The TWU’s national secretary, Michael Kaine, has told the Australian Aviation Podcast that the “jury is still out” on Virgin’s plan to become a hybrid carrier.
“Virgin needs to get better at articulating what the hell mid-market means,” said Kaine. “Because it’s a source of great concern to the workforce that that’s not able to be done.”
The influential industry figure was speaking to host Adam Thorn on the episode that is set to go live on Thursday.
The airline has been adamant since it emerged from administration that it will not return to its Virgin Blue budget routes, but there has been concerns as to whether it could make the strategy successful after the exit of its architect, former CEO Paul Scurrah.
Kaine reiterated that he believes Virgin’s intentions are genuine but hinted more work needs to be done to make it a success.
“There’s one thing crazier than having a full-throttled go at Qantas at the very, very top of the market, it’s thinking that you’re going to beat them at the bottom of the market,” Kaine said.
“Yes, you need to hit the sweet spot in the middle. But the sweet spot in the middle means that you still have to have an offering that is attractive to the Australian leisure and business markets.
“They want lounges, a good frequent flyer system, a system of points that connects beautifully with international travel when that’s available again. And they want the capacity to travel regionally.
“And if Virgin wants political support in its endeavour to become a really, really vital airline in Australia, again, it needs to make sure that it hits all of those marks.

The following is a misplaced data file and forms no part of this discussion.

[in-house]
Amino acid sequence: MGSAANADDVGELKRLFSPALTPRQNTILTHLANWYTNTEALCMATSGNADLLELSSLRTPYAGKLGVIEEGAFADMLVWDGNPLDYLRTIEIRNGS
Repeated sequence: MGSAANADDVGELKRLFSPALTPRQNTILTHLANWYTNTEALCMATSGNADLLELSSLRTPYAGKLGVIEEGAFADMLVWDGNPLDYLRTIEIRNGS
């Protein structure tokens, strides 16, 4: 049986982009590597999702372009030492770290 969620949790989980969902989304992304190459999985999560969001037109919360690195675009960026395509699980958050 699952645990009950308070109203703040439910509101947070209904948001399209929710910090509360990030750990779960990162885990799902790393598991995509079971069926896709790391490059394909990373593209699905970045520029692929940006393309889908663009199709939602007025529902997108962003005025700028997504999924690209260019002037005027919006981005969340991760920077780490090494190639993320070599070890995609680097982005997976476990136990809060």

“This all means that mid-market means something more than kind of hedging your bets. You’ve got to be viable, and at the moment, the jury’s still out I think on that point.”
Former chief executive Scurrah’s surprise exit in November 2020 was significant because he was synonymous with the airline’s plan to operate as a mid-market ‘hybrid’.
However, his replacement Jayne Hrdlicka has also been adamant the business will continue down the same path, despite it reducing its 737 fleet from 85 to 56.
“Australia already has a low-cost carrier and a traditional full-service airline, and we won’t be either,” said Hrdlicka on her first day.
“Today, we’ve announced a plan that will ultimately give our customers what they value without the big price tag: premium lounges, a new and fresh retail offering onboard, a choice of cabins, better digital technology and a more streamlined check-in experience.”
The airline also reaffirmed its plans to operate a domestic lounge network that includes Melbourne, Sydney, Brisbane, Adelaide, Perth and the Gold Coast.
On Tuesday, it even unveiled its ‘lounge of the future’ in Adelaide, which features breeze block feature wall, canopy ceilings, large light-filled spaces and sustainable furniture.
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